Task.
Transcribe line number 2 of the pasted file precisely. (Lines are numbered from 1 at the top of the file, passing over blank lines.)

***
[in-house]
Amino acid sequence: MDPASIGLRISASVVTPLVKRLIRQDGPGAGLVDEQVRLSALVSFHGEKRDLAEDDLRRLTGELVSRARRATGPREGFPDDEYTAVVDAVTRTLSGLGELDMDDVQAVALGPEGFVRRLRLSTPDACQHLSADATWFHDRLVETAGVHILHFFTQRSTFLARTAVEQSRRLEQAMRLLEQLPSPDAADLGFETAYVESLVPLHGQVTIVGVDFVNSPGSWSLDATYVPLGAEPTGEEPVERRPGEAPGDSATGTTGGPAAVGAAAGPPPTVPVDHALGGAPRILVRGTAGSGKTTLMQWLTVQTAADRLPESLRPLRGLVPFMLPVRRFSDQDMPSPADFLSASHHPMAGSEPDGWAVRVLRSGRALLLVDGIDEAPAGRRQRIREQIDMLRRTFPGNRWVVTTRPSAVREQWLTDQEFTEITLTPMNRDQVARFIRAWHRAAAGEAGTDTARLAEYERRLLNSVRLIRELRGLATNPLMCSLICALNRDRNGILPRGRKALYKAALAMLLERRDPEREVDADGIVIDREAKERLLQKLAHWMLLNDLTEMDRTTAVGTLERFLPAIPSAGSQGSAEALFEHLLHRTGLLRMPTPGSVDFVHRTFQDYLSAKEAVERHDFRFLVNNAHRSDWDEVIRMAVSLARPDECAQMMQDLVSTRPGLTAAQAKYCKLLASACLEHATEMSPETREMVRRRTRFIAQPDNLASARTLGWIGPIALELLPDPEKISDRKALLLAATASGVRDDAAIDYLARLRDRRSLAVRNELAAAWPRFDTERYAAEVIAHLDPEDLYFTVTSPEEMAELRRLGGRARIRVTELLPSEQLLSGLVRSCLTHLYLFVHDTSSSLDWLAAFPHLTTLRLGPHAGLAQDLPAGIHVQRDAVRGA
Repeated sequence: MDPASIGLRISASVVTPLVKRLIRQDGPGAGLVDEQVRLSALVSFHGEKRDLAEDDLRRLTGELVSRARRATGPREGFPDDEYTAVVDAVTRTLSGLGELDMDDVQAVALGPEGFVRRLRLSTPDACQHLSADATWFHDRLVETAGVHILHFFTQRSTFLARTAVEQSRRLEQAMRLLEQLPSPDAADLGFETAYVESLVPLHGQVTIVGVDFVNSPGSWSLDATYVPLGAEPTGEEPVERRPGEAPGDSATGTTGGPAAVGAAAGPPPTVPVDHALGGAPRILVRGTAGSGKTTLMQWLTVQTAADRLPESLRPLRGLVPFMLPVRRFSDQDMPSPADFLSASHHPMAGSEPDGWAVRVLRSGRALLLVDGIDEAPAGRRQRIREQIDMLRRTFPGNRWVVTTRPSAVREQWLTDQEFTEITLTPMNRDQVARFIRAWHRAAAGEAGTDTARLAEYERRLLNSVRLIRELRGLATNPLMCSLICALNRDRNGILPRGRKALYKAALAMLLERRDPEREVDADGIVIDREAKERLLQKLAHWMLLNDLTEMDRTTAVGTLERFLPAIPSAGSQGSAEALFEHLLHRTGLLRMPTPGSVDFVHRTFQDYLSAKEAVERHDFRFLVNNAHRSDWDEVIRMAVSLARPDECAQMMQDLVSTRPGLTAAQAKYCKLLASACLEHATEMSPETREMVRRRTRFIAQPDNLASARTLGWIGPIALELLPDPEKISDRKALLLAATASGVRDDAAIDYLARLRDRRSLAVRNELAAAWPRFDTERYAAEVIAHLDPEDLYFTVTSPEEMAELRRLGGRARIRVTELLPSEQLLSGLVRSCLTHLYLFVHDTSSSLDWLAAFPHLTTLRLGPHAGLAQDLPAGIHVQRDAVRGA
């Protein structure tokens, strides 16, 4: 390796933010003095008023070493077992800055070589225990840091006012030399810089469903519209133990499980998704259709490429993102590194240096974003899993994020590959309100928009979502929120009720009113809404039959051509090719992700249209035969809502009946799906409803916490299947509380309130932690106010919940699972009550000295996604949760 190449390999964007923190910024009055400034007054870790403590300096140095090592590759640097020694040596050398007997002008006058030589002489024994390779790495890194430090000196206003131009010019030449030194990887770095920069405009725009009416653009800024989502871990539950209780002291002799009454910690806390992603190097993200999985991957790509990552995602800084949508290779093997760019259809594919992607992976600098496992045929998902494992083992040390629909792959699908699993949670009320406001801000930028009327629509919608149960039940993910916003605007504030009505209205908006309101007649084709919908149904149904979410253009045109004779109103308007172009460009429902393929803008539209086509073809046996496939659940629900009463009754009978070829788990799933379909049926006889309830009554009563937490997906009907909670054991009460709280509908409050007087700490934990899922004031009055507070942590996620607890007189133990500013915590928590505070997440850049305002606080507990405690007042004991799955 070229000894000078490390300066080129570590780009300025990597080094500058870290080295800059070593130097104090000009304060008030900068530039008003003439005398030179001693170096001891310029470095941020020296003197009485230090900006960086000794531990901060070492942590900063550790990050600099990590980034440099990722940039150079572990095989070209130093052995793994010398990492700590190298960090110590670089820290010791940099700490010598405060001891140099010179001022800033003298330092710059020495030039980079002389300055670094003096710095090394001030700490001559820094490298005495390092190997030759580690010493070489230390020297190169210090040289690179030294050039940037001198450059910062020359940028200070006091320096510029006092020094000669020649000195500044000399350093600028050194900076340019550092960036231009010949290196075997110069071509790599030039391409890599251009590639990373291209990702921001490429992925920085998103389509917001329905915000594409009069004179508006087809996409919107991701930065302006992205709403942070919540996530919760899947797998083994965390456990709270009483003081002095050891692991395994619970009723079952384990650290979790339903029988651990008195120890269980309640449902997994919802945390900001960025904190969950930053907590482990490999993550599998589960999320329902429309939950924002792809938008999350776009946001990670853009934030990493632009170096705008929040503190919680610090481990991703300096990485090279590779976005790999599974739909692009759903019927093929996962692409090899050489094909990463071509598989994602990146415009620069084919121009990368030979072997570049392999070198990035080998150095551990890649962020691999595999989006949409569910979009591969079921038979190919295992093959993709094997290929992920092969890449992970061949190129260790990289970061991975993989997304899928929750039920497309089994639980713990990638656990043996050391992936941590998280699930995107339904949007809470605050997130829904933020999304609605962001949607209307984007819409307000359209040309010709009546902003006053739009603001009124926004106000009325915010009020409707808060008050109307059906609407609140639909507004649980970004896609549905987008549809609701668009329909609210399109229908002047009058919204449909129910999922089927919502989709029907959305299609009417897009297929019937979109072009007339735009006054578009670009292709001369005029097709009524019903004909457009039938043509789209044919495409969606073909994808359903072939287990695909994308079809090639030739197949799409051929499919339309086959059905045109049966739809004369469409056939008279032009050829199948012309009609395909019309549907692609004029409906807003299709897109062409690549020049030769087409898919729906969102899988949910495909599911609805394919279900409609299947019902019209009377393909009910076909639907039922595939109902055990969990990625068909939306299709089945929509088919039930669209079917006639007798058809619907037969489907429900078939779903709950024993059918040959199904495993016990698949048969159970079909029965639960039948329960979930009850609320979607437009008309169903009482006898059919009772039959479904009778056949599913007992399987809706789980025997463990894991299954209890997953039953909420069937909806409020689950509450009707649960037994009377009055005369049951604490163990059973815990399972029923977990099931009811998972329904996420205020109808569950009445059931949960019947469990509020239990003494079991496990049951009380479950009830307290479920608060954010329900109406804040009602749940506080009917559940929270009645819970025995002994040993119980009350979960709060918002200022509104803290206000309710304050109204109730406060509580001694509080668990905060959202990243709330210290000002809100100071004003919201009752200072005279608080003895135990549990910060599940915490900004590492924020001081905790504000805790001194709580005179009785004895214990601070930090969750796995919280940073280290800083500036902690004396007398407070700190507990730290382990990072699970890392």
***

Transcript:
Amino acid sequence: MDPASIGLRISASVVTPLVKRLIRQDGPGAGLVDEQVRLSALVSFHGEKRDLAEDDLRRLTGELVSRARRATGPREGFPDDEYTAVVDAVTRTLSGLGELDMDDVQAVALGPEGFVRRLRLSTPDACQHLSADATWFHDRLVETAGVHILHFFTQRSTFLARTAVEQSRRLEQAMRLLEQLPSPDAADLGFETAYVESLVPLHGQVTIVGVDFVNSPGSWSLDATYVPLGAEPTGEEPVERRPGEAPGDSATGTTGGPAAVGAAAGPPPTVPVDHALGGAPRILVRGTAGSGKTTLMQWLTVQTAADRLPESLRPLRGLVPFMLPVRRFSDQDMPSPADFLSASHHPMAGSEPDGWAVRVLRSGRALLLVDGIDEAPAGRRQRIREQIDMLRRTFPGNRWVVTTRPSAVREQWLTDQEFTEITLTPMNRDQVARFIRAWHRAAAGEAGTDTARLAEYERRLLNSVRLIRELRGLATNPLMCSLICALNRDRNGILPRGRKALYKAALAMLLERRDPEREVDADGIVIDREAKERLLQKLAHWMLLNDLTEMDRTTAVGTLERFLPAIPSAGSQGSAEALFEHLLHRTGLLRMPTPGSVDFVHRTFQDYLSAKEAVERHDFRFLVNNAHRSDWDEVIRMAVSLARPDECAQMMQDLVSTRPGLTAAQAKYCKLLASACLEHATEMSPETREMVRRRTRFIAQPDNLASARTLGWIGPIALELLPDPEKISDRKALLLAATASGVRDDAAIDYLARLRDRRSLAVRNELAAAWPRFDTERYAAEVIAHLDPEDLYFTVTSPEEMAELRRLGGRARIRVTELLPSEQLLSGLVRSCLTHLYLFVHDTSSSLDWLAAFPHLTTLRLGPHAGLAQDLPAGIHVQRDAVRGA